We had dinner with our dear neighbor.Adrian is our neighbor who adjoins us on the west.Over the years he has become part of our family.The cause of the celebration was his eigty-third birthday. However, he explains that he is going to start over at 80 and go backwards.
Adrian’s roots in the small area known as Poynor, Missouri run long and deep.In fact he was born and grew up on an old house on our farm that we use as storage shed. We once started to tear it down thinking it beyond repair and useless.Adrian came over one day and stood beside the weathered house with a rusty tin roof looking at it a bit sadly.
Upon seeing him leaning up against the bulldozer I went over to speak. He grinned and yet had a somewhat sad look.He said, You know,I was born in that house and grew up there,it has a lot of memories for me. It kind of amazing to see how old it looks,guess it’s kind of like me.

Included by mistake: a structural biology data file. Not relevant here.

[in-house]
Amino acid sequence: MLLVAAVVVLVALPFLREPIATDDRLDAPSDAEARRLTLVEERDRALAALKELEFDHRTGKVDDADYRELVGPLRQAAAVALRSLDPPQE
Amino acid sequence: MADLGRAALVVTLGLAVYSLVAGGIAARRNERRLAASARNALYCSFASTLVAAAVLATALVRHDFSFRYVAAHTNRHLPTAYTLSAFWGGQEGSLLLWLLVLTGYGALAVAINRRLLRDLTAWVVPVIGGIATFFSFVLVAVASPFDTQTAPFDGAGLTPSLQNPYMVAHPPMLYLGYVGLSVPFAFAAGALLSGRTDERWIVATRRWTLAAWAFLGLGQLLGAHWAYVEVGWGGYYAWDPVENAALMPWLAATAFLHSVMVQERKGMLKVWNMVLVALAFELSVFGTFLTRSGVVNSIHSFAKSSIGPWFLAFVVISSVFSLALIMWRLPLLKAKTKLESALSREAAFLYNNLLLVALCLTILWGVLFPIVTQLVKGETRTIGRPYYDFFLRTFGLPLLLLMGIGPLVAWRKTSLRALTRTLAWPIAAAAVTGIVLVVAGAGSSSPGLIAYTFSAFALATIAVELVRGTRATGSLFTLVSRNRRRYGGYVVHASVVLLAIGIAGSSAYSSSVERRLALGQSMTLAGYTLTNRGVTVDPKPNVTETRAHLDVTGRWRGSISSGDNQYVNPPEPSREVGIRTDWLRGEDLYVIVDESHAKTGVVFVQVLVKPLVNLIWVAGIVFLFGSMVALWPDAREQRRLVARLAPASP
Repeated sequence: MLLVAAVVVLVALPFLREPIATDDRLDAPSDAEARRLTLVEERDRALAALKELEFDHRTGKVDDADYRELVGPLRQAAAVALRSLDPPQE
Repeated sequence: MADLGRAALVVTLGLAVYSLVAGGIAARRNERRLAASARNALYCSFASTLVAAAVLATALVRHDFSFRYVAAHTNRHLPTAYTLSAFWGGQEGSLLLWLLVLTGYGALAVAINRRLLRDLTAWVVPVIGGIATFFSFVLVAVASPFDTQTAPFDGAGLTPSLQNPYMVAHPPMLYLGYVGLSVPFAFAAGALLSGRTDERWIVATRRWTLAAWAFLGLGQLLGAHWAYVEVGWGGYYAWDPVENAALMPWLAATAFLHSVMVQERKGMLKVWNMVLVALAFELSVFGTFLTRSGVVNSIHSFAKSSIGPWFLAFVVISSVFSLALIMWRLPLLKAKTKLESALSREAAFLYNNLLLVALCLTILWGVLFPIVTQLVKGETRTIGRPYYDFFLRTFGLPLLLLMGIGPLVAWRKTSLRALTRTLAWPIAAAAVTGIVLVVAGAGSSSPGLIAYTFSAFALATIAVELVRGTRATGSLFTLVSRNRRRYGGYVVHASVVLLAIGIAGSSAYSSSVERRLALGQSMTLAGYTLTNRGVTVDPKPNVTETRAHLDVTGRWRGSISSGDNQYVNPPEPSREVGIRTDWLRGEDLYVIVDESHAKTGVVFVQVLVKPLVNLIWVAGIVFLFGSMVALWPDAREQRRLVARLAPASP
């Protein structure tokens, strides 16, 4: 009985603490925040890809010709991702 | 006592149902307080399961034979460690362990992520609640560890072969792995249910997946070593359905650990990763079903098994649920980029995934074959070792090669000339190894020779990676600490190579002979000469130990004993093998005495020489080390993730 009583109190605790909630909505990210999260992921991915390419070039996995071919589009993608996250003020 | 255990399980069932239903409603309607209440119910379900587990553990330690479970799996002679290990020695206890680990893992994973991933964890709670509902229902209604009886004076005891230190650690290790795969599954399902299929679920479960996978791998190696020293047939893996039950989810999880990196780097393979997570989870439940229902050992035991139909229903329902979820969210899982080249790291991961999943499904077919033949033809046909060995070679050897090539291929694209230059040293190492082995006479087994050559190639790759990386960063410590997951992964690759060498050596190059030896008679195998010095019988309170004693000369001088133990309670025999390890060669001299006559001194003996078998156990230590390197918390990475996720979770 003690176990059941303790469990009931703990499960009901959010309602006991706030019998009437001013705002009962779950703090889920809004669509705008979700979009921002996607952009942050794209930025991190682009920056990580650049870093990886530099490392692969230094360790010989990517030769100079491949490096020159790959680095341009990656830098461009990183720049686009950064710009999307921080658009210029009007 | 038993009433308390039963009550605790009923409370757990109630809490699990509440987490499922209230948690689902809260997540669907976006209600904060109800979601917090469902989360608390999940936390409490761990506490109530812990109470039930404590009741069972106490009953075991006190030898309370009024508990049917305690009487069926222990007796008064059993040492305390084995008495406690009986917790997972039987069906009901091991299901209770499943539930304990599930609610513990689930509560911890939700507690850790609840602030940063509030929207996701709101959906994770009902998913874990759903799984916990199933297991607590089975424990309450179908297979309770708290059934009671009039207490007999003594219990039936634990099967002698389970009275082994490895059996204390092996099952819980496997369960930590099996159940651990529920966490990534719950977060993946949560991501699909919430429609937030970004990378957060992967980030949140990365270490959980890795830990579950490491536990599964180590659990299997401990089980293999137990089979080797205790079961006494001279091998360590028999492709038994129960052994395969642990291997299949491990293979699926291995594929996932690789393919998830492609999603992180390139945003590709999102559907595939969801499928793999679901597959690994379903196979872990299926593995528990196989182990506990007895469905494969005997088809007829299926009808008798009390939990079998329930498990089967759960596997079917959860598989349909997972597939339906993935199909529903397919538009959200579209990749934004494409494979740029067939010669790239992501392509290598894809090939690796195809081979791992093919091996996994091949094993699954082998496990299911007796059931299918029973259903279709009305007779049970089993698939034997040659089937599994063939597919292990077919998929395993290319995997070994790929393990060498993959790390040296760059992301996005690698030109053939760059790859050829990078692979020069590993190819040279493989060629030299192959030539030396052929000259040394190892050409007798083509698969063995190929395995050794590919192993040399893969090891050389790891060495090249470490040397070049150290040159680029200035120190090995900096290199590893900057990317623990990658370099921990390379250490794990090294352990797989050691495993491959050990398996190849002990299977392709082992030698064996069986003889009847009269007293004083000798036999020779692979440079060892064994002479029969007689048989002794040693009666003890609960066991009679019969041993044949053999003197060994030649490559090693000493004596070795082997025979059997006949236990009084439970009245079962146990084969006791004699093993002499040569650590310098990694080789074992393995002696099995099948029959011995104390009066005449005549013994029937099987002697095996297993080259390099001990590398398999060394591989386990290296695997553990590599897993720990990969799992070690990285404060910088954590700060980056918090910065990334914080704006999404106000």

We have numerous old home sites on our farm, some have old houses, some are good enough to rent and others are completely gone without a trace except for an old well or cistern and what can be picked up using a metal detector (a favorite pastime of my oldest son). I would love to know the stories that each site could tell.
As we stood there in the pasture with the old building as a backdrop, Adrian shared a couple of stories about his mother and his childhood. Typical to many of our retired neighbors there never seems to be urgency about time. I have come to view their stories as a treasure and try very hard to listen rather than think of what all I need to do.
After a while,Adrian said, Well,I just wanted to come and tell the old home place goodbye.
Today,that same run down,weathered house with the rusty tin roof is a storage shed that stands near a new hay barn with shiny new tin. It is there it will stay. I can think of no better reminder of a dear neighbor and what he has always meant to us.